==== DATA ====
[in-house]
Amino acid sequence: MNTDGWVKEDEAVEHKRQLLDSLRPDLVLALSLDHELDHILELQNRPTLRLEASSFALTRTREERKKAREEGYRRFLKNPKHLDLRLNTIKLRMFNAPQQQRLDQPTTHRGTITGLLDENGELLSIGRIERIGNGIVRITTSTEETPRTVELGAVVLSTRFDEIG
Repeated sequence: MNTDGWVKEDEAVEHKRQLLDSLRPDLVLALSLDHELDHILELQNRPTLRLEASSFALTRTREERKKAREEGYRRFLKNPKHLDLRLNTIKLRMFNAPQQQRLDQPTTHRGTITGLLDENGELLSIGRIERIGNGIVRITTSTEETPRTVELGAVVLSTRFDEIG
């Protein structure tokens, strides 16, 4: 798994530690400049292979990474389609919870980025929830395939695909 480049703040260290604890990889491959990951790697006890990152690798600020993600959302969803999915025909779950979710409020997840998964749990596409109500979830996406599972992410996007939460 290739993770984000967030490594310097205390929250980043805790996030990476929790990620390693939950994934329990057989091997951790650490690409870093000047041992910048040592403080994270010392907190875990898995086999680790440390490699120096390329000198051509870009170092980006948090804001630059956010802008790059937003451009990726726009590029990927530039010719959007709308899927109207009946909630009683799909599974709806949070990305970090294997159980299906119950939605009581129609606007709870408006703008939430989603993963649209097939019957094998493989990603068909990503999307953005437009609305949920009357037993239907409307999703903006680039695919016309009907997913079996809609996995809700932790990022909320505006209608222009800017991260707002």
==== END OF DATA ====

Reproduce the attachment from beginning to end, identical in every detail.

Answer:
[in-house]
Amino acid sequence: MNTDGWVKEDEAVEHKRQLLDSLRPDLVLALSLDHELDHILELQNRPTLRLEASSFALTRTREERKKAREEGYRRFLKNPKHLDLRLNTIKLRMFNAPQQQRLDQPTTHRGTITGLLDENGELLSIGRIERIGNGIVRITTSTEETPRTVELGAVVLSTRFDEIG
Repeated sequence: MNTDGWVKEDEAVEHKRQLLDSLRPDLVLALSLDHELDHILELQNRPTLRLEASSFALTRTREERKKAREEGYRRFLKNPKHLDLRLNTIKLRMFNAPQQQRLDQPTTHRGTITGLLDENGELLSIGRIERIGNGIVRITTSTEETPRTVELGAVVLSTRFDEIG
């Protein structure tokens, strides 16, 4: 798994530690400049292979990474389609919870980025929830395939695909 480049703040260290604890990889491959990951790697006890990152690798600020993600959302969803999915025909779950979710409020997840998964749990596409109500979830996406599972992410996007939460 290739993770984000967030490594310097205390929250980043805790996030990476929790990620390693939950994934329990057989091997951790650490690409870093000047041992910048040592403080994270010392907190875990898995086999680790440390490699120096390329000198051509870009170092980006948090804001630059956010802008790059937003451009990726726009590029990927530039010719959007709308899927109207009946909630009683799909599974709806949070990305970090294997159980299906119950939605009581129609606007709870408006703008939430989603993963649209097939019957094998493989990603068909990503999307953005437009609305949920009357037993239907409307999703903006680039695919016309009907997913079996809609996995809700932790990022909320505006209608222009800017991260707002």